Francis Ford Coppola, the director of such films as The Godfather (1972), The Conversation (1975), and Apocalypse Now (1979), and an Oscar-winning filmmaker and one-time darling of film critics around the world, was once considered Hollywood’s finest commercial filmmaker.
But post-Apocalypse Now, a lot of Coppola’s detractors argue, Coppola’s films became underwhelming. I beg to differ. The Outsiders (1983) is a case in point.
The Outsiders, adapted by Coppola from S.E. Hinton’s classic novel, is a near-masterpiece. A bitter-sweet coming of age tale that takes place in America in the 60’s, The Outsiders is Coppola at his most human and accessible, with finely drawn characters, a dreamy, nostalgic atmosphere, terrific performances by the young cast (including C. Thomas Howell, Ralph Macchio, Emilio Estevez, Tom Cruise, Rob Lowe, and Patrick Swayze), and sumptuous cinematography by Stephen H. Burum.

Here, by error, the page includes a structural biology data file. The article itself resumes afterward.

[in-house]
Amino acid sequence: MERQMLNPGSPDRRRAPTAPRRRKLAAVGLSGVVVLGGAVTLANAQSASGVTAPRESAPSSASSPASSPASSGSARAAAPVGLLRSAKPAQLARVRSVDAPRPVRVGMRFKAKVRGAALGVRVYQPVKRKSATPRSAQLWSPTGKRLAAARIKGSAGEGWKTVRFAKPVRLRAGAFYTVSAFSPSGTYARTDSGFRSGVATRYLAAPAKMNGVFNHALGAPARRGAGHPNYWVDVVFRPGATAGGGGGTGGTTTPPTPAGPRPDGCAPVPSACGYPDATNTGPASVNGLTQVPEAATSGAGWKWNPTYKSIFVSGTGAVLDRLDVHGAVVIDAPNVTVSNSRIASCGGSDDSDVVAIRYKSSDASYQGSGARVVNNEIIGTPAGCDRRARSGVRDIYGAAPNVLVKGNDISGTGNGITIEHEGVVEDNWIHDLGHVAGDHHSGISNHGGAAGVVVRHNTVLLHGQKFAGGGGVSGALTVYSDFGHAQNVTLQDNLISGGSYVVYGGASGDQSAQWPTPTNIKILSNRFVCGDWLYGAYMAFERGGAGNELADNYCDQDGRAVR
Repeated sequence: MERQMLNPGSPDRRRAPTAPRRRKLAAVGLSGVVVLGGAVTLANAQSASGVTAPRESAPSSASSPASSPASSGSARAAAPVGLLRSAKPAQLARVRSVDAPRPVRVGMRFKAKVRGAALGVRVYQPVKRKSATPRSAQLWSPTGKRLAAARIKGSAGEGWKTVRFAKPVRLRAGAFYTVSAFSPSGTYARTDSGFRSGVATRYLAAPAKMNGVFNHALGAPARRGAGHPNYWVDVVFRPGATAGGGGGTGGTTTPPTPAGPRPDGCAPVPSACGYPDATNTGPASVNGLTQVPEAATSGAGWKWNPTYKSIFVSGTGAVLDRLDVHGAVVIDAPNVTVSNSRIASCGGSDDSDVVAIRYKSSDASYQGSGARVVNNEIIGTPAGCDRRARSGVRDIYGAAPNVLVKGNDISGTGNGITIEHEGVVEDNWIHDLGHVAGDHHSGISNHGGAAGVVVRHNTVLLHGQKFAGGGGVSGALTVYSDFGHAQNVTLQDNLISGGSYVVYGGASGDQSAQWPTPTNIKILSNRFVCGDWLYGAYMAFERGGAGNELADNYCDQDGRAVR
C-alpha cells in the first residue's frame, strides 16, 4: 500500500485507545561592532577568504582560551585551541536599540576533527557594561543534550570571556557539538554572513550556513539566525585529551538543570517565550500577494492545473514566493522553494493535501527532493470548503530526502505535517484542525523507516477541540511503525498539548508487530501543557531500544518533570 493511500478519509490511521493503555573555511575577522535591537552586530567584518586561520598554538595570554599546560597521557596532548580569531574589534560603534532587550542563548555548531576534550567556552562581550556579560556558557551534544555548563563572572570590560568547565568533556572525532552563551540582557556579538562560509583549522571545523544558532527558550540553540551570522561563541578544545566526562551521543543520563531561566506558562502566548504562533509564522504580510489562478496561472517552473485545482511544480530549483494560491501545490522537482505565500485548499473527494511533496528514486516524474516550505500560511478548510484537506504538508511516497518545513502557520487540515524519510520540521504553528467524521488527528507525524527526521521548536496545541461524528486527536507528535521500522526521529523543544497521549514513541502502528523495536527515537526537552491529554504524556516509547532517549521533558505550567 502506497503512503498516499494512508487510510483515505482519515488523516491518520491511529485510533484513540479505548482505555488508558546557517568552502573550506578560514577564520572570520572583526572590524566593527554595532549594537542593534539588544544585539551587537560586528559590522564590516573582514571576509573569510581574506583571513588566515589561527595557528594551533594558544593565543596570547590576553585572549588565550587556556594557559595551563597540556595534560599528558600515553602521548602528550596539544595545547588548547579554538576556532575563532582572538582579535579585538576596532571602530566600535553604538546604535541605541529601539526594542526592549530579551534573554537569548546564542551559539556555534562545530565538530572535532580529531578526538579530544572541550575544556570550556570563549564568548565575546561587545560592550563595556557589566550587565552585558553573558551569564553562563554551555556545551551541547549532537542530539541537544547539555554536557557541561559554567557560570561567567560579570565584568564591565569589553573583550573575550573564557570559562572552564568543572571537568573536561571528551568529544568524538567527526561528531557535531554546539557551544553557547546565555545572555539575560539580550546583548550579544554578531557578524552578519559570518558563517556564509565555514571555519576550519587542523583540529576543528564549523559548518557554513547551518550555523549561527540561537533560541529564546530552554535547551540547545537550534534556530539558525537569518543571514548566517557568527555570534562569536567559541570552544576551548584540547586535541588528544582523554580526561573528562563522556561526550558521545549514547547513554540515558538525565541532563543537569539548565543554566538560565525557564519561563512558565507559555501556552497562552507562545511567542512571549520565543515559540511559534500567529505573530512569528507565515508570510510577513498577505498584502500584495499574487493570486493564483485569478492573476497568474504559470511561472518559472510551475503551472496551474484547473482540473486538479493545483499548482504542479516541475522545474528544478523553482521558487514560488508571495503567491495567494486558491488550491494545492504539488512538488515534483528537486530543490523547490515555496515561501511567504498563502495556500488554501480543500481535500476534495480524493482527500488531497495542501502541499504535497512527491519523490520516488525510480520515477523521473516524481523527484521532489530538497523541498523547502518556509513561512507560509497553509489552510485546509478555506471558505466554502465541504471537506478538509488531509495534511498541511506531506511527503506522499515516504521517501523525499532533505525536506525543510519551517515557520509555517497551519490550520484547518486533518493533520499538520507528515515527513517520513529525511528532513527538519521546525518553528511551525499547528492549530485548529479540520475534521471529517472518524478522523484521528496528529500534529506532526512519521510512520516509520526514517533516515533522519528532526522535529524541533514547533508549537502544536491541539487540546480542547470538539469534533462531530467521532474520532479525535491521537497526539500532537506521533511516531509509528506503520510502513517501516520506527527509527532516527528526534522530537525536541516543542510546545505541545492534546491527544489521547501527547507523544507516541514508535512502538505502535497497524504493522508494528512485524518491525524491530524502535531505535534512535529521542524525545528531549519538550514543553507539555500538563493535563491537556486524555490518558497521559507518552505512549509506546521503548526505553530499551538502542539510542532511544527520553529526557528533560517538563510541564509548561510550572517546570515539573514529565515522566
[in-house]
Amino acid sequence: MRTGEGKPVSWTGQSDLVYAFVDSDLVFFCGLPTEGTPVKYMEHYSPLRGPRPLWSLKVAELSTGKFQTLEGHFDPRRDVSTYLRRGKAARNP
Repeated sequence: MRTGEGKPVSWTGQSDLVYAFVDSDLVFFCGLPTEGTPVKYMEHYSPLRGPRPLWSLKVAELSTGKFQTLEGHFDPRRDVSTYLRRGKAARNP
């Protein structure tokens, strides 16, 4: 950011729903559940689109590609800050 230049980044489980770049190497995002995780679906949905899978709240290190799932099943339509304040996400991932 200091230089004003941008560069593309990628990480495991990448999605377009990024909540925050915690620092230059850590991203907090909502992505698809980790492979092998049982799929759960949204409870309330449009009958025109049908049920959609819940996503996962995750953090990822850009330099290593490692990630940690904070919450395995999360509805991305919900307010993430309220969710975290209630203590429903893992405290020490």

But what truly sets this film apart from almost all other coming of age films that came out before and after it, is Coppola’s deft handling of the story’s emotional core, as, aside from his mastery of the technical aspects of movie making (there is no such thing as a technically inferior Coppola film), one of Coppola’s strengths is his ability to draw heart-rending performances from his cast, something which is strongly evident here.
The Outsiders, especially the 2005 director’s cut known as The Complete Novel Edition, which restores more than 20 minutes of footage cut from the original release, is a fine, warm, tragic, heartbreaking, life-affirming, elegiac, elegant piece of filmmaking, and a must for fans of Coppola and pure cinema.
Text © Ahmed Khalifa. Sep. 11 - 2014
About The Author: Ahmed Khalifa is a filmmaker and writer. He is the author of Beware The Stranger, a horror novel, and Egyptian Gothic: Stories. Both books are available on Amazon here. He is also the writer/director of Seance, a Gothic/Horror film, and The Weapon, an action/supernatural Web Series, which centers on a vigilante called “The Hunter”. You can watch the complete first season, for free, here. You can check out his reviews here.